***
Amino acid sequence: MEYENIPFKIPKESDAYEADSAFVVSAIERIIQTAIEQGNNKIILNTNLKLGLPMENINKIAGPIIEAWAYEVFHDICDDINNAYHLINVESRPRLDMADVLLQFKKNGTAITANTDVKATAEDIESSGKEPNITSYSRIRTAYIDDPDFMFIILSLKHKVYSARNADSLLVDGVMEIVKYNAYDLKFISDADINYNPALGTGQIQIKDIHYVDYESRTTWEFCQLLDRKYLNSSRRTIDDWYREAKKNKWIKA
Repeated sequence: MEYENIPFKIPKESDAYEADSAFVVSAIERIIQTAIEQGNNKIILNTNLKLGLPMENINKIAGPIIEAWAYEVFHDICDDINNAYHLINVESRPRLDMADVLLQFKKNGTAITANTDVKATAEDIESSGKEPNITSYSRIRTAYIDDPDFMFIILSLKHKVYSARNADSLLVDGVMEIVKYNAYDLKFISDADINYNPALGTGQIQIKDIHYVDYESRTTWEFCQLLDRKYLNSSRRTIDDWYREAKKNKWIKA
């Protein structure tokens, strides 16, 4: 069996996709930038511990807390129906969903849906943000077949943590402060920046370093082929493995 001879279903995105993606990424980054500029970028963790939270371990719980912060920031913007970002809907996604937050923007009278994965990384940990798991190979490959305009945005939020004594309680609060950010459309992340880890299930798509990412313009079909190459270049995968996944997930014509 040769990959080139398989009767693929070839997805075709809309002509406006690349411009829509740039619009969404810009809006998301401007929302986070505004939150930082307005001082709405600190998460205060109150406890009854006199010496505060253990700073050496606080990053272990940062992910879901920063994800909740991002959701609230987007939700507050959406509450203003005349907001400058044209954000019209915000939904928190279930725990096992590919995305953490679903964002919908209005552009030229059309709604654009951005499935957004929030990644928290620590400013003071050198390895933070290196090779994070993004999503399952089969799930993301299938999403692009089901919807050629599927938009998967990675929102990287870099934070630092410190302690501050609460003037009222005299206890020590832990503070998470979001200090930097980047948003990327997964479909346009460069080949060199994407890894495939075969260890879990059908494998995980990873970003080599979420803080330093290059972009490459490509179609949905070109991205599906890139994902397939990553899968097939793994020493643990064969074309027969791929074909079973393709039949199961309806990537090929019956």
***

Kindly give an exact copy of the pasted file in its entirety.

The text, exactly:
Amino acid sequence: MEYENIPFKIPKESDAYEADSAFVVSAIERIIQTAIEQGNNKIILNTNLKLGLPMENINKIAGPIIEAWAYEVFHDICDDINNAYHLINVESRPRLDMADVLLQFKKNGTAITANTDVKATAEDIESSGKEPNITSYSRIRTAYIDDPDFMFIILSLKHKVYSARNADSLLVDGVMEIVKYNAYDLKFISDADINYNPALGTGQIQIKDIHYVDYESRTTWEFCQLLDRKYLNSSRRTIDDWYREAKKNKWIKA
Repeated sequence: MEYENIPFKIPKESDAYEADSAFVVSAIERIIQTAIEQGNNKIILNTNLKLGLPMENINKIAGPIIEAWAYEVFHDICDDINNAYHLINVESRPRLDMADVLLQFKKNGTAITANTDVKATAEDIESSGKEPNITSYSRIRTAYIDDPDFMFIILSLKHKVYSARNADSLLVDGVMEIVKYNAYDLKFISDADINYNPALGTGQIQIKDIHYVDYESRTTWEFCQLLDRKYLNSSRRTIDDWYREAKKNKWIKA
């Protein structure tokens, strides 16, 4: 069996996709930038511990807390129906969903849906943000077949943590402060920046370093082929493995 001879279903995105993606990424980054500029970028963790939270371990719980912060920031913007970002809907996604937050923007009278994965990384940990798991190979490959305009945005939020004594309680609060950010459309992340880890299930798509990412313009079909190459270049995968996944997930014509 040769990959080139398989009767693929070839997805075709809309002509406006690349411009829509740039619009969404810009809006998301401007929302986070505004939150930082307005001082709405600190998460205060109150406890009854006199010496505060253990700073050496606080990053272990940062992910879901920063994800909740991002959701609230987007939700507050959406509450203003005349907001400058044209954000019209915000939904928190279930725990096992590919995305953490679903964002919908209005552009030229059309709604654009951005499935957004929030990644928290620590400013003071050198390895933070290196090779994070993004999503399952089969799930993301299938999403692009089901919807050629599927938009998967990675929102990287870099934070630092410190302690501050609460003037009222005299206890020590832990503070998470979001200090930097980047948003990327997964479909346009460069080949060199994407890894495939075969260890879990059908494998995980990873970003080599979420803080330093290059972009490459490509179609949905070109991205599906890139994902397939990553899968097939793994020493643990064969074309027969791929074909079973393709039949199961309806990537090929019956």